Game Reviews


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| Ironworm
| Ironworm

There’s an alarming trend creeping into iOS gaming - one that hasn’t been seen since the heyday of the arcades.

Instead of carefully balancing the challenge in their shiny new apps, some developers are ramping up the default difficulty and offering to sell you assists and extra lives when you inevitably get stuck.

Ironworm is guilty of this fun-sapping trick. It’s crushingly difficult, and relentless with its in-app purchase badgering, which is a shame because there are some interesting innovations underneath the ugly veneer of a poorly applied freemium model.

You play as the titular Ironworm, a sort of heavy metal pastiche annelid with the face of Tommy Iommi and the bottom of a spiky wrecking ball.

You have to attach yourself to each level’s platforms using your teeth, then swing the spiky end at the floating baddies. If they hit your fleshy white body, you lose a life. Lose three and it’s all over.

Swing Thing

As a premise, it’s great: well-suited to the format, built around a solid idea, and featuring genuinely innovative worm physics (not something I ever thought I’d write).

The problem is, Ironworm is so irritatingly difficult that it's almost impossible to enjoy its finer qualities.

There’s nothing wrong with tricky games, but when you’re facing an onslaught of enemies and projectiles and you have such a cumbersome control method to deal with, the results are always the same – phone-hurling frustration.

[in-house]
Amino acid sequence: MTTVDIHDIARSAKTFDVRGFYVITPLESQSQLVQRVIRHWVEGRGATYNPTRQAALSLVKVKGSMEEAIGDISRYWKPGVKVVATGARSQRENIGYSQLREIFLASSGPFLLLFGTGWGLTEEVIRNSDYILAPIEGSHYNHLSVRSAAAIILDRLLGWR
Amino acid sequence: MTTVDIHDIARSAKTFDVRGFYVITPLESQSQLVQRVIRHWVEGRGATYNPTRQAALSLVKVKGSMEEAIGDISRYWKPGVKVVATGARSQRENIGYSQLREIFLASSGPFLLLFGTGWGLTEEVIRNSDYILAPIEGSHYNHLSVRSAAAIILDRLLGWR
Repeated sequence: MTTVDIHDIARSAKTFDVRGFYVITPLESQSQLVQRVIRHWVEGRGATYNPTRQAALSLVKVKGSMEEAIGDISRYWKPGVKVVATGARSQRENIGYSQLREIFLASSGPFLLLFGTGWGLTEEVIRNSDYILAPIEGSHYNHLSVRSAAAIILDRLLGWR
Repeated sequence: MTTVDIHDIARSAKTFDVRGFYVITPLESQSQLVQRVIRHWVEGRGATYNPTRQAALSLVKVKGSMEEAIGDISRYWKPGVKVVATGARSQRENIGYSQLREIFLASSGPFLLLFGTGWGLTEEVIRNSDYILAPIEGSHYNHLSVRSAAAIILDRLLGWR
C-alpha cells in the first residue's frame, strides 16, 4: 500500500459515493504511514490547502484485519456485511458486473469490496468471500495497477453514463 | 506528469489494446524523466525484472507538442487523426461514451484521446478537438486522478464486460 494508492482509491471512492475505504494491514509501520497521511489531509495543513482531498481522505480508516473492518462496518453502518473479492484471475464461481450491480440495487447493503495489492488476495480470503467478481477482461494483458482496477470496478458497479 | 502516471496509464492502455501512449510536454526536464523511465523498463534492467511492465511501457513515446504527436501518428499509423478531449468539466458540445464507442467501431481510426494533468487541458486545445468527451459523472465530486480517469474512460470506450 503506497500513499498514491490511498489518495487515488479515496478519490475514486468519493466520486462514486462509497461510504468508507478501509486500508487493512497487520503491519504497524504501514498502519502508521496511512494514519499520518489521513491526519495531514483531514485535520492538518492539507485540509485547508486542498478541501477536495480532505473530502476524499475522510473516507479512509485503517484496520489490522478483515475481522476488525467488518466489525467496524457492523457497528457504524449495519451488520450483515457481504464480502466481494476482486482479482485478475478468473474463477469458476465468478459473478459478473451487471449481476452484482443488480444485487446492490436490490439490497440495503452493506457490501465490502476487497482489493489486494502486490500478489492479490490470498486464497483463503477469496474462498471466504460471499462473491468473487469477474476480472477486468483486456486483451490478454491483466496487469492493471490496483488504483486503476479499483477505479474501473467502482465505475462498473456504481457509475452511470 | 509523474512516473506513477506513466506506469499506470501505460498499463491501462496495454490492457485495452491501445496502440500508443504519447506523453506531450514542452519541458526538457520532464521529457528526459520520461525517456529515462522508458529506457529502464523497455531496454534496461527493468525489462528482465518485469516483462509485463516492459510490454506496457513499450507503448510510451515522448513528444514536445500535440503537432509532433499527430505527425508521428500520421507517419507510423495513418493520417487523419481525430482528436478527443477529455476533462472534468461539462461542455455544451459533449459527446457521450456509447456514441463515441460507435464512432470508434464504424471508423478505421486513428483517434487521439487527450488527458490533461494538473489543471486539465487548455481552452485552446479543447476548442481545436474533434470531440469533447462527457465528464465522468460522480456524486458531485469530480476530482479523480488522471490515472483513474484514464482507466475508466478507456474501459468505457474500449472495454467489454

For every satisfying swing or defensively stout spike-ball smash, there’s a life lost while you desperately tug at the screen with your finger trying to get the stupid worm to move off his little perch.

It’s doubly annoying because you can clearly see how Ironworm could be fun. Even if every level had just slightly fewer enemies, or you had a couple more lives, you could spend the right amount of time getting the hang of the worm physics (which are oddly meaty and tangible, to the point where they’re almost a bit disgusting) and actually develop some tactics.

But this isn’t a game that wants to encourage you - it wants to punish you and take from you.

Metal Hammer

The whole package pays homage to the same world of metal that Brutal Legend so artfully recreated, with a thrash soundtrack and plenty of references to hell and blood and all that nonsense.

If the game wasn’t so wall-kickingly irritating all this stuff would be quite charming.

In-app purchases are a perfectly valid and necessary way to do business, but when they actually get in the way and end up dictating the very design of a game then they’re just horrible. There’s a good game hidden in Ironworm. You just might not have the cash to find it.


Ironworm is a good game at heart, but a poorly balanced freemium model seriously undermines its gameplay